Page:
Health and Domestic Violence Campaign
In the last few years it has been increasingly recognised by health professionals and government that health services have a critical role to play in providing access to help, support and protection for abused women and their children. Health professionals are often the first point of contact for women who are experiencing domestic violence, and may be the first people to whom women disclose their abuse.
Apart from physical injuries, up to and including death, a woman who has been abused may suffer from chronic health problems and mental health difficulties; if she is pregnant, she is at greater risk of miscarriage or still birth, and domestic violence has been identified as a prime cause of maternal death during childbirth. The children of the family are also likely to have been seriously affected, both from witnessing the abuse, and in many cases, experiencing abuse themselves from the same perpetrator.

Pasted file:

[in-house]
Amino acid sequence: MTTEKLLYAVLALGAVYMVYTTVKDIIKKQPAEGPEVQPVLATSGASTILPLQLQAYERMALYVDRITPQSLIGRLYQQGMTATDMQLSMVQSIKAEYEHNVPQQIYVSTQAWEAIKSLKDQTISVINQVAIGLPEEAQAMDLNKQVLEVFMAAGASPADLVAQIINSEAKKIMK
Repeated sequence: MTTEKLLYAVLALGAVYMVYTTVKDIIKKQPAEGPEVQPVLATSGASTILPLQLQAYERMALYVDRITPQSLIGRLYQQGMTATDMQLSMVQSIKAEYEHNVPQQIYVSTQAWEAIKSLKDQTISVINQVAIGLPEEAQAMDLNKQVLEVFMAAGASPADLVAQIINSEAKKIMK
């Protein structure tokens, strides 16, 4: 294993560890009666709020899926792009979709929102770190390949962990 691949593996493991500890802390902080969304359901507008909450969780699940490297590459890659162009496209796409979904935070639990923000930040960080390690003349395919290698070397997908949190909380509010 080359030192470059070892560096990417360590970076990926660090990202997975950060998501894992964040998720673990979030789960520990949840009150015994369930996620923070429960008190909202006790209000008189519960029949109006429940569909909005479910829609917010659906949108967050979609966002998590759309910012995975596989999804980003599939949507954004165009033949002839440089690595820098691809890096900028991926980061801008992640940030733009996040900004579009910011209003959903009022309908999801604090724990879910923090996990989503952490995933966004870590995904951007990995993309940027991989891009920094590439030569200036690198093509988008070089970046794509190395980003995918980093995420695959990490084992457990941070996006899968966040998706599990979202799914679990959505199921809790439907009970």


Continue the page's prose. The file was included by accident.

In recent years, many of the Royal Colleges - including the Royal College of Midwives, the Royal College of General Practitioners, and the Royal College of Psychiatrists - have produced guidelines on responding to domestic violence; and in 2000, the Department of Health produced a Resource Manual for health care professionals (available online from the Department of Health